ISSUE 2   May 22, 2008

SOYBEAN RUST SUMMARY FOR 2007

Soybean rust was detected in 19 states and 1 Canadian province (Ontario) in 2007. The disease was reported in more states and spread further north (Northern Iowa) than any other year since it was introduced to the United States in 2004.

Despite the occurrence of the disease in many states, the spread of rust in 2007 will have no impact on soybean rust spread in 2008. Soybean rust canít survive the winter, so with the exception of a few locations along the gulf coast, all disease in the United States had died by spring. Therefore, for rust to cause problems, it must spread north again from one these overwintering sites.

Soybean rust summary map
Map of soybean rust spread in United States
and Canada in 2007, available at www.sbrusa.net
Counties with green are counties in which soybean
rust was scouted for and not found, counties with
red are counties in which soybean rust was scouted
for and found, counties with red hashes are counties
in which soybean rust was scouted for and found,
but has since died.

 

SOYBEAN RUST ACTIVE IN TEXAS

Monitoring for soybean rust in 2008 has been underway in the United States and Mexico since January. As expected, most of the soybean rust was killed by the winter temperatures. However, a few pockets of the disease are still active, including a small area in east central Texas. To put this in perspective, soybean rust was not found in Texas until mid-June last year, so the disease is about one month ahead of where it was last year.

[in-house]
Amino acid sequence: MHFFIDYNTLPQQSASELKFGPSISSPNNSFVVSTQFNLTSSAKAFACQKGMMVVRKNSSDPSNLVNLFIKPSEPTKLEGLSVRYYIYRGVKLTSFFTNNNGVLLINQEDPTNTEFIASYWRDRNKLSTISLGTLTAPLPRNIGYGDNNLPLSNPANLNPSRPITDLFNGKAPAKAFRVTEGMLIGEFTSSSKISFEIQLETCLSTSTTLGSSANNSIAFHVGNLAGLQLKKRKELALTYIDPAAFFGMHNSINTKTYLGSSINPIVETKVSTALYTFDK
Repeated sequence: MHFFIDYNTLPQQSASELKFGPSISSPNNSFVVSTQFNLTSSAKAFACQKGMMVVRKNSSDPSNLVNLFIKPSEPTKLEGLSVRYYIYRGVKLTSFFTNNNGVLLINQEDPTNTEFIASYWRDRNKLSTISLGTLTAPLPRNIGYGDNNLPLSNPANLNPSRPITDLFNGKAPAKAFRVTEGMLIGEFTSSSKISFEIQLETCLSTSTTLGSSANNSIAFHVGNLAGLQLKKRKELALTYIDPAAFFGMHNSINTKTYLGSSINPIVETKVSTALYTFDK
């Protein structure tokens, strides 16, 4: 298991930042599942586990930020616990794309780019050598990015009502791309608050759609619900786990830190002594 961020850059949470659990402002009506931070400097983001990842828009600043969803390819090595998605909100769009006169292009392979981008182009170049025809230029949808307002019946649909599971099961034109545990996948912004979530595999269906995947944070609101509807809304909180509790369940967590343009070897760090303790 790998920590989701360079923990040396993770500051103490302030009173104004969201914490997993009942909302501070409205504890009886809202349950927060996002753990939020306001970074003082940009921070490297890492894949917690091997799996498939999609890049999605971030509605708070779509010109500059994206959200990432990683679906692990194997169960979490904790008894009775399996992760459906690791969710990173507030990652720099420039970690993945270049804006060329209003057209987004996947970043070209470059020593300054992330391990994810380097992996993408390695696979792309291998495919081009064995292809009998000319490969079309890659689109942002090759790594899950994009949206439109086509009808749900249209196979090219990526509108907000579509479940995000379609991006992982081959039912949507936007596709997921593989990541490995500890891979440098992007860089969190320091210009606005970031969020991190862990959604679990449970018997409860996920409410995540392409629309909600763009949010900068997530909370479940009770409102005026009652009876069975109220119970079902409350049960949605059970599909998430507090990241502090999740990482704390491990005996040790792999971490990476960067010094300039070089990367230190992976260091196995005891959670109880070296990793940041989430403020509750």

The good news is that soybean rust in Texas is struggling. Texas has been very dry, not quite as dry as western North Dakota perhaps, but dry nonetheless. The soybean rust pathogen needs ample rain or dew to spread to other plants, and in dry conditions, spread is severely hampered. Even if the disease was spreading actively, Texas is a long way from North Dakota, so there is nothing to worry about at this point.

Soybean rust will be monitored throughout the United States again this summer. All information is fed into a website, available at www.sbrusa.net. I encourage those of you interested to visit the site. Soybean rust information and monitoring updates are included weekly.

We wonít begin our scouting efforts in North Dakota for another 3-4 weeks, but will soon be locating fields to monitor as Ďsentinelí plots. Sentinel plots are simply small areas in a field that are intensively sampled each week throughout the growing season. If we find something interesting (rust or otherwise), we will let you know.

Soybean rust map
Map of soybean rust in the United States
as of May 19, 2008, available at www.sbrusa.net
Note: although soybean rust is prevalent in
Florida, the spreading patterns make Florida
rust irrelevant to North Dakota and other
states in the Midwest.

Sam Markell
Extension Plant Pathologist
samuel.markell@ndsu.edu

 

NDSU DISEASE FORECASTING WEB SITES